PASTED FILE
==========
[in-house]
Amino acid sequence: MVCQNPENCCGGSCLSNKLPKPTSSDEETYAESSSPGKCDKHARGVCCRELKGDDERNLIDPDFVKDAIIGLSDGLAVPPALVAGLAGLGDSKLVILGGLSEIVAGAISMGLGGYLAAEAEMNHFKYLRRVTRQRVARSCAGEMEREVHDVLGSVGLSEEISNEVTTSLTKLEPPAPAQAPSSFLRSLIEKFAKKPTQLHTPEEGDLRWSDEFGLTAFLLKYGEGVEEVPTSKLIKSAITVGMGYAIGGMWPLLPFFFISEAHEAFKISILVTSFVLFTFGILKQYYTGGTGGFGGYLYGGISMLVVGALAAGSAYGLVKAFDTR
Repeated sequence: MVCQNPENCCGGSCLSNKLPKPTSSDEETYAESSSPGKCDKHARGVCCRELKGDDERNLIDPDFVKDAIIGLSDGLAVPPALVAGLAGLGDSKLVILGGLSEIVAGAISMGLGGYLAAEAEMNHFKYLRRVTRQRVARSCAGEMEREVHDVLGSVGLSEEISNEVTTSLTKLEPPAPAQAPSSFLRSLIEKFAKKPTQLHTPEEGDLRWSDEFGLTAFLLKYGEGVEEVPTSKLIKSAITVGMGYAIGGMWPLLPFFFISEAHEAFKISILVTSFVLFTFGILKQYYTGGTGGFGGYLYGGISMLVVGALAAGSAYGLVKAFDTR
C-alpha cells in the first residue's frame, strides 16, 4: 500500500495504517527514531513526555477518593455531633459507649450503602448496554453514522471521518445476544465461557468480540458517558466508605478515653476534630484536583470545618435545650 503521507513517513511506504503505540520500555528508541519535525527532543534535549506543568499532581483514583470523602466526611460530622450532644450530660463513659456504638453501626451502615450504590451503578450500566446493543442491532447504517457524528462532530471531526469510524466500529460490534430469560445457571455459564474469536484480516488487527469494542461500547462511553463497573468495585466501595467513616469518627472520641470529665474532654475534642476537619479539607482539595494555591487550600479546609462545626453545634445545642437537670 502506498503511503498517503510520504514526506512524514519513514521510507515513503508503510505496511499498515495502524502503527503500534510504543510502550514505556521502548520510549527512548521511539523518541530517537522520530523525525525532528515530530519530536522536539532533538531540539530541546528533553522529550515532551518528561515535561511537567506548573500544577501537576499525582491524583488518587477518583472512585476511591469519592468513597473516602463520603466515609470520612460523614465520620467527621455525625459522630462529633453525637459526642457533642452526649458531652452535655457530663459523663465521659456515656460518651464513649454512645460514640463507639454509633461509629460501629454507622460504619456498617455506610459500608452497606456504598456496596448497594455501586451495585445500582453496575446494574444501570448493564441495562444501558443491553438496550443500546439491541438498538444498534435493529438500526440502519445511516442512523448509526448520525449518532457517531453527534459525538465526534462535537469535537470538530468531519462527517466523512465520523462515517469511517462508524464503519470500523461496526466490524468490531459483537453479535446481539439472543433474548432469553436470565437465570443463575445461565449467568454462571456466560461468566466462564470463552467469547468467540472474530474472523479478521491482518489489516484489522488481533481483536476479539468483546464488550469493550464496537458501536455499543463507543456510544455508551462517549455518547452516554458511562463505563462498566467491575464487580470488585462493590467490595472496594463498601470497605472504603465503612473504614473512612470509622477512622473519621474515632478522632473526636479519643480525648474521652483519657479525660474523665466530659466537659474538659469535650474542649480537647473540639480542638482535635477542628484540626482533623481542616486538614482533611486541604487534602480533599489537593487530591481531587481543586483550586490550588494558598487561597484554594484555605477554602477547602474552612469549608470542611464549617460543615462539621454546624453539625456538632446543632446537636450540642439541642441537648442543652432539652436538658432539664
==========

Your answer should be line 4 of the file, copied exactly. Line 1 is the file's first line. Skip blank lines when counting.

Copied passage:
C-alpha cells in the first residue's frame, strides 16, 4: 500500500495504517527514531513526555477518593455531633459507649450503602448496554453514522471521518445476544465461557468480540458517558466508605478515653476534630484536583470545618435545650 503521507513517513511506504503505540520500555528508541519535525527532543534535549506543568499532581483514583470523602466526611460530622450532644450530660463513659456504638453501626451502615450504590451503578450500566446493543442491532447504517457524528462532530471531526469510524466500529460490534430469560445457571455459564474469536484480516488487527469494542461500547462511553463497573468495585466501595467513616469518627472520641470529665474532654475534642476537619479539607482539595494555591487550600479546609462545626453545634445545642437537670 502506498503511503498517503510520504514526506512524514519513514521510507515513503508503510505496511499498515495502524502503527503500534510504543510502550514505556521502548520510549527512548521511539523518541530517537522520530523525525525532528515530530519530536522536539532533538531540539530541546528533553522529550515532551518528561515535561511537567506548573500544577501537576499525582491524583488518587477518583472512585476511591469519592468513597473516602463520603466515609470520612460523614465520620467527621455525625459522630462529633453525637459526642457533642452526649458531652452535655457530663459523663465521659456515656460518651464513649454512645460514640463507639454509633461509629460501629454507622460504619456498617455506610459500608452497606456504598456496596448497594455501586451495585445500582453496575446494574444501570448493564441495562444501558443491553438496550443500546439491541438498538444498534435493529438500526440502519445511516442512523448509526448520525449518532457517531453527534459525538465526534462535537469535537470538530468531519462527517466523512465520523462515517469511517462508524464503519470500523461496526466490524468490531459483537453479535446481539439472543433474548432469553436470565437465570443463575445461565449467568454462571456466560461468566466462564470463552467469547468467540472474530474472523479478521491482518489489516484489522488481533481483536476479539468483546464488550469493550464496537458501536455499543463507543456510544455508551462517549455518547452516554458511562463505563462498566467491575464487580470488585462493590467490595472496594463498601470497605472504603465503612473504614473512612470509622477512622473519621474515632478522632473526636479519643480525648474521652483519657479525660474523665466530659466537659474538659469535650474542649480537647473540639480542638482535635477542628484540626482533623481542616486538614482533611486541604487534602480533599489537593487530591481531587481543586483550586490550588494558598487561597484554594484555605477554602477547602474552612469549608470542611464549617460543615462539621454546624453539625456538632446543632446537636450540642439541642441537648442543652432539652436538658432539664